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Decompression and paraspinous tension band: a novel treatment method for patients with lumbar spinal stenosis and degenerative spondylolisthesis. spine journal Gibson, J. N., Depreitere, B., Pflugmacher, R., Schnake, K. J., Fielding, L. C., Alamin, T. F., Goffin, J. 2015; 15 (3): S23-32


Prior studies have demonstrated the superiority of decompression and fusion over decompression alone for the treatment of lumbar degenerative spondylolisthesis with spinal stenosis. More recent studies have investigated whether nonfusion stabilization could provide durable clinical improvement after decompression and fusion.To examine the clinical safety and effectiveness of decompression and implantation of a novel flexion restricting paraspinous tension band (PTB) for patients with degenerative spondylolisthesis.A prospective clinical study.Forty-one patients (7 men and 34 women) aged 45 to 83 years (68.2±9.0) were recruited with symptomatic spinal stenosis and Meyerding Grade 1 or 2 degenerative spondylolisthesis at L3-L4 (8) or L4-L5 (33).Self-reported measures included visual analog scale (VAS) for leg, back, and hip pain and the Oswestry Disability Index (ODI). Physiologic measures included quantitative and qualitative radiographic analysis performed by an independent core laboratory.Patients with lumbar degenerative spondylolisthesis and stenosis were prospectively enrolled at four European spine centers with independent monitoring of data. Clinical and radiographic outcome data collected preoperatively were compared with data collected at 3, 6, 12, and 24 months after surgery. This study was sponsored by the PTB manufacturer (Simpirica Spine, Inc., San Carlos, CA, USA), including institutional research support grants to the participating centers totaling approximately US $172,000.Statistically significant improvements and clinically important effect sizes were seen for all pain and disability measurements. At 24 months follow-up, ODI scores were reduced by an average of 25.4 points (59%) and maximum leg pain on VAS by 48.1 mm (65%). Back pain VAS scores improved from 54.1 by an average of 28.5 points (53%). There was one postoperative wound infection (2.4%) and an overall reoperation rate of 12%. Eighty-two percent patients available for 24 months follow-up with a PTB in situ had a reduction in ODI of greater than 15 points and 74% had a reduction in maximum leg pain VAS of greater than 20 mm. According to Odom criteria, most of these patients (82%) had an excellent or good outcome with all except one patient satisfied with surgery. As measured by the independent core laboratory, there was no significant increase in spondylolisthesis, segmental flexion-extension range of motion, or translation and no loss of lordosis in the patients with PTB at the 2 years follow-up.Patients with degenerative spondylolisthesis and spinal stenosis treated with decompression and PTB demonstrated no progressive instability at 2 years follow-up. Excellent/good outcomes and significant improvements in patient-reported pain and disability scores were still observed at 2 years, with no evidence of implant failure or migration. Further study of this treatment method is warranted to validate these findings.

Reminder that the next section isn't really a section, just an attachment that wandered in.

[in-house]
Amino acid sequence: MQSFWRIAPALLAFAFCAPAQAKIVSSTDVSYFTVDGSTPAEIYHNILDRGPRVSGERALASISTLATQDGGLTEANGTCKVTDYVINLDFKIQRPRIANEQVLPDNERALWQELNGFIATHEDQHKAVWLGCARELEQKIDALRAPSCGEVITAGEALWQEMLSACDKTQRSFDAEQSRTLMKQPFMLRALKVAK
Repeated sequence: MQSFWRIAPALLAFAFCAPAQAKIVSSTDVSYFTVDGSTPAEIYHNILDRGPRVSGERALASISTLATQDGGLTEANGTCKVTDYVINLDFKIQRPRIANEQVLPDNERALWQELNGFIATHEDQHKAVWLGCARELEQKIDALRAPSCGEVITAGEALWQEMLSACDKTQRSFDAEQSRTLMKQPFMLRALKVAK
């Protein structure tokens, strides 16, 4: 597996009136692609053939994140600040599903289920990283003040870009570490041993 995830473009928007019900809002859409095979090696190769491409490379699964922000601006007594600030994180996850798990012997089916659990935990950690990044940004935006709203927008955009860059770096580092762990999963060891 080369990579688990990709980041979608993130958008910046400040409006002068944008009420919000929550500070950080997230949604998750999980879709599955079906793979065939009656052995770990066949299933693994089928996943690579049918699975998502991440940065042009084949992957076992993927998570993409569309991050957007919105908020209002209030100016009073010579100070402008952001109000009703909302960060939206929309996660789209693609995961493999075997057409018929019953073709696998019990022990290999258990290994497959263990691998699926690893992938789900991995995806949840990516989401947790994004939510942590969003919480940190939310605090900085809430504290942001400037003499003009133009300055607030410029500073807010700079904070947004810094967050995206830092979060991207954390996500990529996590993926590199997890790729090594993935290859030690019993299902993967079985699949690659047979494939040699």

View details for DOI 10.1016/j.spinee.2015.01.003

View details for PubMedID 25579423